• Guilin - meant to be one of the most beautiful and scenic parts of China, it is unfortunately right down in the South East corner of the country, better suited to a trip focused on Hong Kong, Macau, Guangzhou and the South East. One for another day.

Like a precision sniper, this time around my trip is going to focus on Shanghai and the surrounding area.

I'm feeling quite pleased with myself and have designed the perfect itinerary.

When to go:
  • I'm planning on the first week of September - the start of Autumn in China, temperatures will be mid-20C. Perfect for getting out and about and exploring.
How to get there:
  • I'm booking with Lufthansa.
  • Price is just under £1,000 for the return.
  • There is a change in Frankfurt, but the upside is that you can fly in and out of London City Airport which is worth a lot. Plus there's air-miles to be had.
What to do:
  • The Bund - the commercial heart of old Shanghai this area is now the most exclusive real estate in China, a strip of grand colonial edifices on the west bank of the Huangpu River, looking across to the skyscrapers of Pudong opposite. These days it is home to the flagship stores of the world's most luxurious brands and exclusive hotels.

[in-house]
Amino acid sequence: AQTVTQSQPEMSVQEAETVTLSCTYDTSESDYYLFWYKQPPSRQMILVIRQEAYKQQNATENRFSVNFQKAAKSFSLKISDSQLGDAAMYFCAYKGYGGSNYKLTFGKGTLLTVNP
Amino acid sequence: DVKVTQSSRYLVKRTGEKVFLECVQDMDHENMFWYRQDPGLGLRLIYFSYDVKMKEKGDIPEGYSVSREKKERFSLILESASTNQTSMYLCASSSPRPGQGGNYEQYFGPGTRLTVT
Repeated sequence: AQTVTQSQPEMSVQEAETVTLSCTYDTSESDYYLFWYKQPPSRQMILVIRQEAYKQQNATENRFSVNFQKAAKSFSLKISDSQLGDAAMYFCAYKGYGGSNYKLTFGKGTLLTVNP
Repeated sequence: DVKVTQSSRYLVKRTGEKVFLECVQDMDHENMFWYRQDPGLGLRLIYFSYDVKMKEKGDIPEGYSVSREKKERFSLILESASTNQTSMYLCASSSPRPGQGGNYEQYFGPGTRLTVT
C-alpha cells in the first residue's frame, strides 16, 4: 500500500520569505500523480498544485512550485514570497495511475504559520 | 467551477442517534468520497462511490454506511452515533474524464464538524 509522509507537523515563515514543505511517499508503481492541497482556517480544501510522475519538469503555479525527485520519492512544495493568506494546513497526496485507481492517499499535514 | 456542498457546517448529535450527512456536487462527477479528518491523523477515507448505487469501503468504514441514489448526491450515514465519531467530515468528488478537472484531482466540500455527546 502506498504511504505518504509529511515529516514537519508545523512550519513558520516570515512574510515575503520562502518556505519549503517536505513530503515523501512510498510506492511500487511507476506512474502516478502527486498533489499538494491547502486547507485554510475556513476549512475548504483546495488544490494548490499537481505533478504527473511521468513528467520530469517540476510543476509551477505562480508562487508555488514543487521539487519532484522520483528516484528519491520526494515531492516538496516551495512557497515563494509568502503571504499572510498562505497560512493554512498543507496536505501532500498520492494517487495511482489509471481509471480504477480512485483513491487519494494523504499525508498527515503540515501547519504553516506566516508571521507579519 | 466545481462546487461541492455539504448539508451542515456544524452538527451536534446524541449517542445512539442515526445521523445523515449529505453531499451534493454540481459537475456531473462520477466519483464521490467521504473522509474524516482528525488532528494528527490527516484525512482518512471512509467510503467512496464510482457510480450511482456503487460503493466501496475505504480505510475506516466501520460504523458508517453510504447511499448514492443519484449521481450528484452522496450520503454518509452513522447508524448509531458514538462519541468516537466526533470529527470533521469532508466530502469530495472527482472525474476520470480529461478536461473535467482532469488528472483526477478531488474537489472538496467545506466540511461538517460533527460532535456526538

• Jinshan City Beach - a 1.3km long man-made beach just outside of Shanghai.  The open water events for the 2011 World Aquatics Championships were held here. The official tourism notes claim that 'the beach's golden sand has been imported from China's tropical paradise of Hainan Island, and a powerful water filtration system has been installed to turn the sea into a surprisingly appealing shade of blue' - sounds so surreal I've got to check it out.